Benjamin C. Guinhouya, Mohamed Lemdani, Géoffroy K. Apété, Alain Durocher, Christian Vilhelm and Hervé Hubert
This study was designed to model the relationship between an ActiGraph-based “in-school” physical activity (PA) and the daily one among children and to quantify how school can contribute to the daily PA recommendations.
Fifty boys and 43 girls (aged 8 to 11 years) wore ActiGraph for 2 schooldays of no structured PA. The daily moderate-to-vigorous PA (MVPAd) was regressed on the school time MVPA (MVPAs). Then, a ROC analysis was computed to define the required MVPAs.
Children spent 57% of their awaking time at school. School time PA opportunities (ie, recesses: ~18% of a child’s awaking time) accounted for >70% of the MVPAd among children. Then, MVPAd (Y) could be predicted from MVPAs (X) using the equation: Y = 2.06 X 0.88; R 2 = .889, P < .0001. Although, this model was sex-specifically determined, cross-validations showed valid estimates of MVPAd. Finally, with a sensitivity of 100% and a specificity of 90%, MVPAs, a 34 min.d−1 was required to prompt the daily recommendation.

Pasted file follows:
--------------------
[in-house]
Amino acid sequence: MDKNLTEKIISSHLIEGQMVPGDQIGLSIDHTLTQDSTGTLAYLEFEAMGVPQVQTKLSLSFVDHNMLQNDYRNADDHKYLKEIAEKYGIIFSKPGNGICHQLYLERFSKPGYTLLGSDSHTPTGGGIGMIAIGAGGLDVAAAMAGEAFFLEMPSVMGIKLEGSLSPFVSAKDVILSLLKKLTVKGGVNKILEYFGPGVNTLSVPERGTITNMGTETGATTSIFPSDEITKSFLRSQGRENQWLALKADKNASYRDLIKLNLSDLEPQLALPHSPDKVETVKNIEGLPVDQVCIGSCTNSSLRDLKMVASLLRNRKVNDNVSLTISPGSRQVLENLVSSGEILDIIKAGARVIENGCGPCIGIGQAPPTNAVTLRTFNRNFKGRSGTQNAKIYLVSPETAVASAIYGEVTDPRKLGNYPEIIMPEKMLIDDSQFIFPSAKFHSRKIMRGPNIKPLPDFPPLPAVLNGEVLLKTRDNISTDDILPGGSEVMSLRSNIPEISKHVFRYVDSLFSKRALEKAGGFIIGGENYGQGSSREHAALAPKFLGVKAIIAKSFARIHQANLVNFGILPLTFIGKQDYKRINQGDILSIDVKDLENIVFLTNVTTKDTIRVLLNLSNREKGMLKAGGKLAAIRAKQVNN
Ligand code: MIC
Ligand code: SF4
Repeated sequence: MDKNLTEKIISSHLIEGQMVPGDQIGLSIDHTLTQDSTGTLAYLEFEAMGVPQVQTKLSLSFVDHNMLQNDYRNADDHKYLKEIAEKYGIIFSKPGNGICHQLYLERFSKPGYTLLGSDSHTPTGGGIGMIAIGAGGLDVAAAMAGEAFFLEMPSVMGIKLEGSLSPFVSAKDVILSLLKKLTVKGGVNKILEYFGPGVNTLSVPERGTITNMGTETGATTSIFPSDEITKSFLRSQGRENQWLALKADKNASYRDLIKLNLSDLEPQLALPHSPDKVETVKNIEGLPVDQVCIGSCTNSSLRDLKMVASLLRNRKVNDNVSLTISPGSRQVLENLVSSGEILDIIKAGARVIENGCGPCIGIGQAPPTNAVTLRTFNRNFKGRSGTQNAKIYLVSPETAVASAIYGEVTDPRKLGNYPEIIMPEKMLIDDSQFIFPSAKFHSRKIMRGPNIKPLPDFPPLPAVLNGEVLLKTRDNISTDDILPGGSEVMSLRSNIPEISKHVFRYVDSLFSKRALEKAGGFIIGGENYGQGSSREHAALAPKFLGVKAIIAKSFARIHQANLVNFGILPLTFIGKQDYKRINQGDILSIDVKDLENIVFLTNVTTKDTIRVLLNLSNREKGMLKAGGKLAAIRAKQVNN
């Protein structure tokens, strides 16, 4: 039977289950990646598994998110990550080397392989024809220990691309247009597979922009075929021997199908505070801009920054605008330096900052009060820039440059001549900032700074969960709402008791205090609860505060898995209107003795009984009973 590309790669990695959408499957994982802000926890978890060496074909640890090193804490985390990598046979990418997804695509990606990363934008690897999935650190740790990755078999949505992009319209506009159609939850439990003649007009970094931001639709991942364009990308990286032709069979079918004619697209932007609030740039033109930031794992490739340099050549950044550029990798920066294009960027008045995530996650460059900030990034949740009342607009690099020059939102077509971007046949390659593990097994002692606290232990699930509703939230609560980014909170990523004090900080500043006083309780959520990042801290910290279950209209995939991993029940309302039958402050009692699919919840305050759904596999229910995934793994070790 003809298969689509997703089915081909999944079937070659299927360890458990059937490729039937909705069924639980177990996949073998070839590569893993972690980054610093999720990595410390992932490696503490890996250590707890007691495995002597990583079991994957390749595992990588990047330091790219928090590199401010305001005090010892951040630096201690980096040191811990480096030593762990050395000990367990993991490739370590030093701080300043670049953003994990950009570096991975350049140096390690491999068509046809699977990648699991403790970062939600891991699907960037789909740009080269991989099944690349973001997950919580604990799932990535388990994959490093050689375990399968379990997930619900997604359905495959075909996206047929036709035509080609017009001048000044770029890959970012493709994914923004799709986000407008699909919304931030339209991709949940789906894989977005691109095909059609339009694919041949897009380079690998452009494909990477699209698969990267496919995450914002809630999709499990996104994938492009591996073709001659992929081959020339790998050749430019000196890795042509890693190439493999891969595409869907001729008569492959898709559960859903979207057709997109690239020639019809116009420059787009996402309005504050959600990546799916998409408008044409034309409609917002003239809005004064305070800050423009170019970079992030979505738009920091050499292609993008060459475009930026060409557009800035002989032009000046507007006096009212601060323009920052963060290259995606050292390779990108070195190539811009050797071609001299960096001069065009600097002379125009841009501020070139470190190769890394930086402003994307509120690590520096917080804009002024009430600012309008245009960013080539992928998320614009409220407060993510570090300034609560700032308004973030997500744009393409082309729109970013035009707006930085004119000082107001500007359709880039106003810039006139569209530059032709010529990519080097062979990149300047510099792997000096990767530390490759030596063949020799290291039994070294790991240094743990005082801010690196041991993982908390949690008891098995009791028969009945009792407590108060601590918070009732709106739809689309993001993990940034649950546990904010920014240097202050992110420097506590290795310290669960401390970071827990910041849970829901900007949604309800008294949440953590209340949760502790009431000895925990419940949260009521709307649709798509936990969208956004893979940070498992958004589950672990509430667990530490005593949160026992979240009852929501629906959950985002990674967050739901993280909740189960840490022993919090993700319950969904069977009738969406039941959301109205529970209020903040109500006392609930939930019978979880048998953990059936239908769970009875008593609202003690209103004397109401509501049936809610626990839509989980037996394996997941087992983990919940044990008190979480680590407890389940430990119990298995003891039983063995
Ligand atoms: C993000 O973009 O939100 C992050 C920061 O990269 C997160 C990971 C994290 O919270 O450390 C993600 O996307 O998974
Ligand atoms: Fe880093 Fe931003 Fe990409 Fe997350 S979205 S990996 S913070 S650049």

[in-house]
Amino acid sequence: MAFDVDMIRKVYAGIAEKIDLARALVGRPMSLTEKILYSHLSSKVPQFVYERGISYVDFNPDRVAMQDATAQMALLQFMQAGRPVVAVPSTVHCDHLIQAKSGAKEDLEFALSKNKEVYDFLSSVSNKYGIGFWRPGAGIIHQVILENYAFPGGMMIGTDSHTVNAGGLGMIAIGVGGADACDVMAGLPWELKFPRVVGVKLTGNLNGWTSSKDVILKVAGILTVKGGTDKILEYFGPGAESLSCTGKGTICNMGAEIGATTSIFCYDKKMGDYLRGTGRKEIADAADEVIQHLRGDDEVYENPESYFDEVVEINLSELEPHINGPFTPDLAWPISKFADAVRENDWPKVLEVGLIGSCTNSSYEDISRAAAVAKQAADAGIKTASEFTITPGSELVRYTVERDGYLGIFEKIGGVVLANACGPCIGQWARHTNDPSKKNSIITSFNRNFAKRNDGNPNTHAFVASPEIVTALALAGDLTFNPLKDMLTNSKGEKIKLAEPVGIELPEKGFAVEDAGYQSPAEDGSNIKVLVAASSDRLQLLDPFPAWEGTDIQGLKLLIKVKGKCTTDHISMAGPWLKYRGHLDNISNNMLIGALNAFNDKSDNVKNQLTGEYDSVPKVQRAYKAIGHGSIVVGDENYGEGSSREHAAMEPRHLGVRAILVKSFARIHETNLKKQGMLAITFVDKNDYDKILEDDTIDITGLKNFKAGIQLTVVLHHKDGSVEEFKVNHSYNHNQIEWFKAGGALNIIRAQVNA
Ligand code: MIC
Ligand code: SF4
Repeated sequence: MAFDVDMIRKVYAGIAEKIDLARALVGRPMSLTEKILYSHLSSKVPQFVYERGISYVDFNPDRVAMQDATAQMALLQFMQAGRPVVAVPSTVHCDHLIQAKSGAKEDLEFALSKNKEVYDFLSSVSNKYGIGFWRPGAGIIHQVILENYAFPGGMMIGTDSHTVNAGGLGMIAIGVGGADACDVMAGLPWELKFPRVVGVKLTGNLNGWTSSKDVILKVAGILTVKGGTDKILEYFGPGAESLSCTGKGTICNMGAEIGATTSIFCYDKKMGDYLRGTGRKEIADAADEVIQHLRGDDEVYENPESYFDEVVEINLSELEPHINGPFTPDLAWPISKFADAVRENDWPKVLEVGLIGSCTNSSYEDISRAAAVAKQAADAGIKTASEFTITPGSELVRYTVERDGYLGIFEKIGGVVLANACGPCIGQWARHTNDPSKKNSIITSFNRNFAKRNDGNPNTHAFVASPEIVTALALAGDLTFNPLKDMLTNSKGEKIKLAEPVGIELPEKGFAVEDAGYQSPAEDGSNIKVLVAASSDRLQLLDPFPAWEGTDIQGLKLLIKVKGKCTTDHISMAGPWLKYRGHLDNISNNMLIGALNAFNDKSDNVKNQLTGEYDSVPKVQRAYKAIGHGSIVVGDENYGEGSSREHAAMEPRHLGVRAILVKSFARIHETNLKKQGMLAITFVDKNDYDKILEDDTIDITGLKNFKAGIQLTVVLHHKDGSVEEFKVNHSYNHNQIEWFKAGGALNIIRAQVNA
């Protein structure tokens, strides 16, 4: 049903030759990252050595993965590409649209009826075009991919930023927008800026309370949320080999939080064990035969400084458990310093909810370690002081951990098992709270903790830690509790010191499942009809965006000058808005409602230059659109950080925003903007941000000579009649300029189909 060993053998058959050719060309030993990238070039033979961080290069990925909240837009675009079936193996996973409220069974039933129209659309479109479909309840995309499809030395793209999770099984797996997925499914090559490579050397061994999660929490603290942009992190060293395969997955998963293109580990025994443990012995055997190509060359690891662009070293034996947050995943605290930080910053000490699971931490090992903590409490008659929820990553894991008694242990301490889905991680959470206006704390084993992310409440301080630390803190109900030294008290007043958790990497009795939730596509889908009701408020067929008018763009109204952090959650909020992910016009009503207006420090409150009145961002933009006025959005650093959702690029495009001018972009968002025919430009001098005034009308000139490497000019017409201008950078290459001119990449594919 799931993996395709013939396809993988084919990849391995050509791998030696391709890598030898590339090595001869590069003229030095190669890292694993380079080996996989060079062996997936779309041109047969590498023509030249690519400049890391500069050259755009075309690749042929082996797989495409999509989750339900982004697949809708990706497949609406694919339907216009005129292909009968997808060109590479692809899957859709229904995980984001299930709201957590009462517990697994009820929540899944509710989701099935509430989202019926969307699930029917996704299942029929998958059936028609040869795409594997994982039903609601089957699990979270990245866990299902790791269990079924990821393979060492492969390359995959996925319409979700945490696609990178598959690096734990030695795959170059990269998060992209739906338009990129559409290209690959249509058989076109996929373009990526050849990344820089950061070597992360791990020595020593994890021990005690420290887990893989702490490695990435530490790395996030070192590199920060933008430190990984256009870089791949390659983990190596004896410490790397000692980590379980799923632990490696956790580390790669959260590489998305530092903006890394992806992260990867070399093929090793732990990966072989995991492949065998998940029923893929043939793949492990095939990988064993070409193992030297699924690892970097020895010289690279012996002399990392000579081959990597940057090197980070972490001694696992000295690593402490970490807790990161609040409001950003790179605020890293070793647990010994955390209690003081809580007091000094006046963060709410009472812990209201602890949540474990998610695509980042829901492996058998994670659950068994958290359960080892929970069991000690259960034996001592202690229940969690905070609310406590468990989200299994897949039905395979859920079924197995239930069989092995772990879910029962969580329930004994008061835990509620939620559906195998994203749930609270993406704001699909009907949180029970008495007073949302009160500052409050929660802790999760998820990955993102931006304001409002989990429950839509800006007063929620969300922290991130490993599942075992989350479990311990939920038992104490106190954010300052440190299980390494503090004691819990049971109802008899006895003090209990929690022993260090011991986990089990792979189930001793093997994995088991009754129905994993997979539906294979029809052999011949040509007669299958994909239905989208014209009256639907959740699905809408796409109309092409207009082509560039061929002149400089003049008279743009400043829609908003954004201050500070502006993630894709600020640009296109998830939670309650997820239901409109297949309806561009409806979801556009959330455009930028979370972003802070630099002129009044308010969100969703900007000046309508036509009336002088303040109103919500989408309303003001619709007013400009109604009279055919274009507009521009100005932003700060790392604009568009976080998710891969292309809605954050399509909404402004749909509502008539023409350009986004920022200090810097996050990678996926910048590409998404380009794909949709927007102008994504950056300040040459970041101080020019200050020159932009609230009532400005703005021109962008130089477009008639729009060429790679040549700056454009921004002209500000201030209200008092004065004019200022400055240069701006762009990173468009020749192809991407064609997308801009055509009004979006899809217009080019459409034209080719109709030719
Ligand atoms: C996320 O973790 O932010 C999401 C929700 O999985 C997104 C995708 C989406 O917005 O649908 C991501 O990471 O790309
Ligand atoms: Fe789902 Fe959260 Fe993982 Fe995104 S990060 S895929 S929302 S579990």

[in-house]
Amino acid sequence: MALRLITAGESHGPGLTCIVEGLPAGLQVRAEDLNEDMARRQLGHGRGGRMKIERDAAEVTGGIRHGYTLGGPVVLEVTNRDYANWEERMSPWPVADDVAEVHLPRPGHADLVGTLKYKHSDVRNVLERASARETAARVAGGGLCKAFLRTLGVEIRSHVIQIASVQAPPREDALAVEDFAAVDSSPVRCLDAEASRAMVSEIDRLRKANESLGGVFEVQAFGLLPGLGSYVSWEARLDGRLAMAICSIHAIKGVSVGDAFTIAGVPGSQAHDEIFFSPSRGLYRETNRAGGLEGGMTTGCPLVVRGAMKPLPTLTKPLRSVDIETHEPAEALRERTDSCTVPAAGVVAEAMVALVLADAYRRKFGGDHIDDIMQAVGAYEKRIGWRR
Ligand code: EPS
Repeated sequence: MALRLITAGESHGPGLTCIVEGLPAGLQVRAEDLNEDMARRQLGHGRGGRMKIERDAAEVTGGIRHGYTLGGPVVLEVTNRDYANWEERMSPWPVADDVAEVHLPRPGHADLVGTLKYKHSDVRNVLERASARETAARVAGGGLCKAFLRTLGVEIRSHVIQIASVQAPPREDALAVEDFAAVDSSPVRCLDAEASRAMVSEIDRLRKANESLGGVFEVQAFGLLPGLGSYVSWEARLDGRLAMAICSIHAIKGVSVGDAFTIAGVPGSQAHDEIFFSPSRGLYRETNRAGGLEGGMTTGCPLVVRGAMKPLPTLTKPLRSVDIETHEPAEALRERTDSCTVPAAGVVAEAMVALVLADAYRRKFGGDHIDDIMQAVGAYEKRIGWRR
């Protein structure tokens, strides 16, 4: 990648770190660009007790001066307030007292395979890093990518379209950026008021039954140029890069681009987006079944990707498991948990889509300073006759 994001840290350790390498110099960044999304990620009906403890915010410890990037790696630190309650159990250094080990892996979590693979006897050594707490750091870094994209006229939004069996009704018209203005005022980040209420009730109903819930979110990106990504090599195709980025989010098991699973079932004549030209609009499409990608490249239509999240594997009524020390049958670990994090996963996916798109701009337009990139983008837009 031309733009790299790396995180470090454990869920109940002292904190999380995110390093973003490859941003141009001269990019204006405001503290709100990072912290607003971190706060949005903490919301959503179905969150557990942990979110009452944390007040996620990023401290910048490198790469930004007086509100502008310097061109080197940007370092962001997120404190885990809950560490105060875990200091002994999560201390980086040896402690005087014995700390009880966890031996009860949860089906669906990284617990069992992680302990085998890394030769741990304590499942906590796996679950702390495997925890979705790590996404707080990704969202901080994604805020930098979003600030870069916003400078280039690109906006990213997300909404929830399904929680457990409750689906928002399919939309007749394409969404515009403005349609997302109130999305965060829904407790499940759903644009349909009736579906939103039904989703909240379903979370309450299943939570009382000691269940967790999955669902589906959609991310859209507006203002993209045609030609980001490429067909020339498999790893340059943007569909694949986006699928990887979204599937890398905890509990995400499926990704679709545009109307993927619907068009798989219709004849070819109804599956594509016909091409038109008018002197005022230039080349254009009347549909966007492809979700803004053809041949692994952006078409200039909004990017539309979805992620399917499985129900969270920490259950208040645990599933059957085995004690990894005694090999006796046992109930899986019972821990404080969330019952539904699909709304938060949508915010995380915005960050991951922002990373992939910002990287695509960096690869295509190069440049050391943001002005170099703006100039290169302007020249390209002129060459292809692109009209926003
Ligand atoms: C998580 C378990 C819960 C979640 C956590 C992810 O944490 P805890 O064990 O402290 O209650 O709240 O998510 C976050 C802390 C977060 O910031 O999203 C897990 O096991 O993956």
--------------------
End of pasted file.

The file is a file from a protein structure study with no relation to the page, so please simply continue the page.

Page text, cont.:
The current study shows the contribution of MVPA at school to recommended activity levels and suggests the value of activity performed during recesses. It also calls for encouraging both home- and community-based interventions, predominantly directed toward girls.
Robert J. Kowalsky, Sophy J. Perdomo, John M. Taormina, Christopher E. Kline, Andrea L. Hergenroeder, Jeffrey R. Balzer, John M. Jakicic and Bethany Barone Gibbs
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Patrick Ward, Johann Windt and Thomas Kempton
and conditioning, biomechanics, performance analysis, biostatistics, and data science. Regardless of their foundation and specific job title, we believe that effective sport scientists working in professional sport should be able to develop systematic analysis frameworks to enhance performance within